The U.S. Labor Market Screams “Recession!”

By David Stockman  |  August 16, 2019

David Rosenberg is a legend so modest you might struggle to recall him. And he’s unflinchingly honest.

Perhaps that combination explains why, after decades with the old Merrill Lynch, he left Wall Street for a berth at Gluskin Sheff in Toronto.

He’s also been studying weeds of economic cycles since long before these headline-reading algos were invented and this current crop of heat-seeking day-traders was even born. He’s seen, time and again, what happens just as the cycle turns…

Is it irony that Rosie, a Canadian, has a better understanding of how most Americans actually work – which is by the hour and by the gig – than the “greatest economy ever!” cheerleaders otherwise so common to Bubblevision?

Well, it’s a little tragicomic that his grip on this fundamental aspect of a market-based economy exceeds that of the federal agency charged with keeping “official” count of things like how many people are working and how many hours they’re putting in on the job.

Indeed, when you look at it from a modest-and-honest perspective, the report on the employment situation for July from the Bureau of Labor Statistics (BLS) includes some rather concerning information about a coming recession

Here’s How It Works, Folks

Hours worked cool off first, then whole bodies are downsized.

You see, the BLS reports, at the headline level, a pure body count. Last month, as Bubblevision ballyhooed, it was 164,000.

But 10 hours a week at a checkout counter, 30 hours in a daycare center, and 50 hours on a steel-mill shift are all the same to the nonfarm payroll print. A pure body count simply does not reflect the realities of Main Street living in the 21st century.

The weekly aggregate hours index is the body count multiplied by the average weekly hours worked. As Rosie notes, it peaked in January 2019. And it’s been sliding ever since.

That’s a sharp divergence from the 2.1% gain in aggregate hours during the prior 12 months.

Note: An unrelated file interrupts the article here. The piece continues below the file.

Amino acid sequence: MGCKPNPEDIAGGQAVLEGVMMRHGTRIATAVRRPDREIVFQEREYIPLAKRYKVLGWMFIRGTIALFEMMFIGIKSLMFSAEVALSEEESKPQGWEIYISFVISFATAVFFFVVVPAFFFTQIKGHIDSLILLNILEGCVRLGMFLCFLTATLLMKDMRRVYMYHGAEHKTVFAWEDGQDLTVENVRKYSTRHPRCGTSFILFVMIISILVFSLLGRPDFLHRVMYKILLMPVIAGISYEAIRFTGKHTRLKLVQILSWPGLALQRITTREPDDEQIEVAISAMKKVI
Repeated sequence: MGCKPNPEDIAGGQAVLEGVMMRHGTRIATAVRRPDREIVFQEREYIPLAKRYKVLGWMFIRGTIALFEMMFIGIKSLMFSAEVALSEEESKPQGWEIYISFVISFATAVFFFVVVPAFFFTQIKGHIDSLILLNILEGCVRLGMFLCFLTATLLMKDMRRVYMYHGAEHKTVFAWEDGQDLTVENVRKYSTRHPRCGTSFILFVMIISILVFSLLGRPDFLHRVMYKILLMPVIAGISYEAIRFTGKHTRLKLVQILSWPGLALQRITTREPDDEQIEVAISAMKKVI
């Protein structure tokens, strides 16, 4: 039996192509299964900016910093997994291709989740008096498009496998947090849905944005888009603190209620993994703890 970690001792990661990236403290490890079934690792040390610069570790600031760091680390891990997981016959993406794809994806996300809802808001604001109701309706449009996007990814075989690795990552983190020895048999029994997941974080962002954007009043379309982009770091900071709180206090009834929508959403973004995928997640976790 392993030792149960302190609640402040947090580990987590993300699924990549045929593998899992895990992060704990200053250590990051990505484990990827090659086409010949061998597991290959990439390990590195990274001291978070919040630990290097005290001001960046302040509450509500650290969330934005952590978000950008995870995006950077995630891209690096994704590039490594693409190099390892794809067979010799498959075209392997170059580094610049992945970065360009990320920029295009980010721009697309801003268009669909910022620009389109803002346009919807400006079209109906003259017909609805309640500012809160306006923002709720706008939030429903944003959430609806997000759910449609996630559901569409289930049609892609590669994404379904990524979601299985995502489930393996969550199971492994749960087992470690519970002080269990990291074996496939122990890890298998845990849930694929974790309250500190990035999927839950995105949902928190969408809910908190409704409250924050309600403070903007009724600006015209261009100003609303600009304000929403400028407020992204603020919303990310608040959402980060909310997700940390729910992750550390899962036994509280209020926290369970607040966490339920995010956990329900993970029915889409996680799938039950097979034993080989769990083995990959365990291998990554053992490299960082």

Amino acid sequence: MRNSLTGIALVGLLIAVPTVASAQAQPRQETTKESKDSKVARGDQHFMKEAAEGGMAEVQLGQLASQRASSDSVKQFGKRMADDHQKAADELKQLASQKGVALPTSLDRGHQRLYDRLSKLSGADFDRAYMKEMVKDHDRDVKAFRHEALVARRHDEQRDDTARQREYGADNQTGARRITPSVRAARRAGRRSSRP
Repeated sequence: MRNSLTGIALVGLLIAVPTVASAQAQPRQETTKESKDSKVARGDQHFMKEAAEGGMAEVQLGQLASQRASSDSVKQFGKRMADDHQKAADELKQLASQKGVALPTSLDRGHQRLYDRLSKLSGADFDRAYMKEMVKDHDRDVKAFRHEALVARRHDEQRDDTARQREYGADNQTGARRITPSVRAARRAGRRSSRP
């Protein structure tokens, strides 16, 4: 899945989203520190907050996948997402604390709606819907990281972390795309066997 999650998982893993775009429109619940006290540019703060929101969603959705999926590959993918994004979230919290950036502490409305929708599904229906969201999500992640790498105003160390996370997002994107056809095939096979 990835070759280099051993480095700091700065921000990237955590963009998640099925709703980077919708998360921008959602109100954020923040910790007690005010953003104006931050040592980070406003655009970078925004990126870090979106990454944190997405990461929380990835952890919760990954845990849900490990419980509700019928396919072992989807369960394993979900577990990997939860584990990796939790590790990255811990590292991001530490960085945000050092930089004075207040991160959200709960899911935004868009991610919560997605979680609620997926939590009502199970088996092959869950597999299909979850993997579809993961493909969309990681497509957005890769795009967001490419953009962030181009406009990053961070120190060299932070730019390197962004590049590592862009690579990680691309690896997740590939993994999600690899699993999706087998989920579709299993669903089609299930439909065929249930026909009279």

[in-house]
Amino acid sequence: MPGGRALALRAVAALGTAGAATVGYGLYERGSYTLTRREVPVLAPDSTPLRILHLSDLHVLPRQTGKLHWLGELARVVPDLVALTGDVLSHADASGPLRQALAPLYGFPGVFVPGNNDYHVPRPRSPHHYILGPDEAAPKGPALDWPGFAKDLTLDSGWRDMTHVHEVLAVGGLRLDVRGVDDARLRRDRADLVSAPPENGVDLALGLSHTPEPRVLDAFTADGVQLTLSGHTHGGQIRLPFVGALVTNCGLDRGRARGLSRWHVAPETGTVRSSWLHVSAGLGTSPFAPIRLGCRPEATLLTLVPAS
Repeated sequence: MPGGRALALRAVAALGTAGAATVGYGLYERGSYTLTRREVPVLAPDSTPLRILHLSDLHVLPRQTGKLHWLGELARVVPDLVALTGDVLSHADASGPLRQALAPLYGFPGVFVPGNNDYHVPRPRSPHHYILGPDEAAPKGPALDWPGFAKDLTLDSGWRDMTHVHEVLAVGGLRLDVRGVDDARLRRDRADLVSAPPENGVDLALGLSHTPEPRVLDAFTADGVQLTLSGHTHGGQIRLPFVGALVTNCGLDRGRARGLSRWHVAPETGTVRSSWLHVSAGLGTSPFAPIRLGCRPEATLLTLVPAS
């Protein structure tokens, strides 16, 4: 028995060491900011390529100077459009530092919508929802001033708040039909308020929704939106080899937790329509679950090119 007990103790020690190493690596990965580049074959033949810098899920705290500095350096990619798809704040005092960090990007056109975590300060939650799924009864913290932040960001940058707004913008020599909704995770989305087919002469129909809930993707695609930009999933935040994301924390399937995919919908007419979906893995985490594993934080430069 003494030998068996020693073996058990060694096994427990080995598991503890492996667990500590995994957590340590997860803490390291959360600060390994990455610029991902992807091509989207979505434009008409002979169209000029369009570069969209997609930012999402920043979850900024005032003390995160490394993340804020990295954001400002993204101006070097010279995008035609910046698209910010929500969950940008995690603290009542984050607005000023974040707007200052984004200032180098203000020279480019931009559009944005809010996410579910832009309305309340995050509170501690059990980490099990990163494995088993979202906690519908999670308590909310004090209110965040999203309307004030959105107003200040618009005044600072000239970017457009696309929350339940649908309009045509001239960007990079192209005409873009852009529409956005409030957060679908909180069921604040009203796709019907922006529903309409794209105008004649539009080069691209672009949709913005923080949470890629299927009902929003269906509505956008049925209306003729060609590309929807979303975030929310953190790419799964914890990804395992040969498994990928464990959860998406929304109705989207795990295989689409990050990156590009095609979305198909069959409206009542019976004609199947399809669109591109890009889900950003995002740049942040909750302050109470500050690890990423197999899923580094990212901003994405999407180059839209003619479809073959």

A Great Overstatement

Clearly, the average nonfarm payroll gain of 165,000 jobs per month since January is overstating the strength of the labor market. Actual labor hours consumed by the U.S. economy were 0.4% lower in July than at the beginning of the year.

Average weekly hours worked has been sliding since January 2019 as well. The reason for falling average hours is reduced work schedules generally. It reflects a “mix” shift toward sectors with lower average hours per week and also lower “value added” per employee.

The year-over-year rate of gain in the goods-producing sectors has fallen sharply, from 690,000 in July 2018 to just 338,000 in the most recent BLS report. Yet the goods producing sector averages a high 41.0 hours per week.

By contrast, the year-over-year rate of gain for leisure and hospitality has accelerated from 260,000 last July to 377,000 this July.

The gain for health care and social service employees has increased from 371,000 in July 2018 to 548,000 in the month just posted. But average weekly hours in these sectors are much lower, at 25.8 hours and 32.9 hours, respectively.

The implications of a rapidly decelerating goods-producing sector are clear. As we near the end of the cycle, the nonfarm payroll body count is increasingly overstating the strength of the jobs market.

Meanwhile, the hours-driven Main Street labor economy has already stalled.

That’s why David Rosenberg concluded the 164,000 jobs gained in July were more like 210,000 jobs lost in July.

Back To Basics

Desperate times call for… “common sense” measures.

And these are desperate times… Markets are corrupted by monetary central planning. They’re confused. And the road back is going to be treacherous.

We’re looking at a major re-pricing for all financial assets. And thousand-point intraday or day-to-day swings are part of that equation. Those can be frightening… for “buy and hold” investors.

I have a different approach, one that combines strategy and tactics into a plan flexible enough for you to survive and thrive amid the coming chaos. It’s called “The Stockman Model.”

All we’re after is a little stability, perhaps a chance to pocket a windfall when opportunity presents…

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David Stockman

David Stockman is the ultimate Washington insider turned iconoclast. He began his career in Washington as a young man and quickly rose through the ranks of the Republican Party to become the Director of the Office of Management and Budget under President Ronald Reagan. After leaving the White House, Stockman had a 20-year career on Wall Street.MORE FROM AUTHOR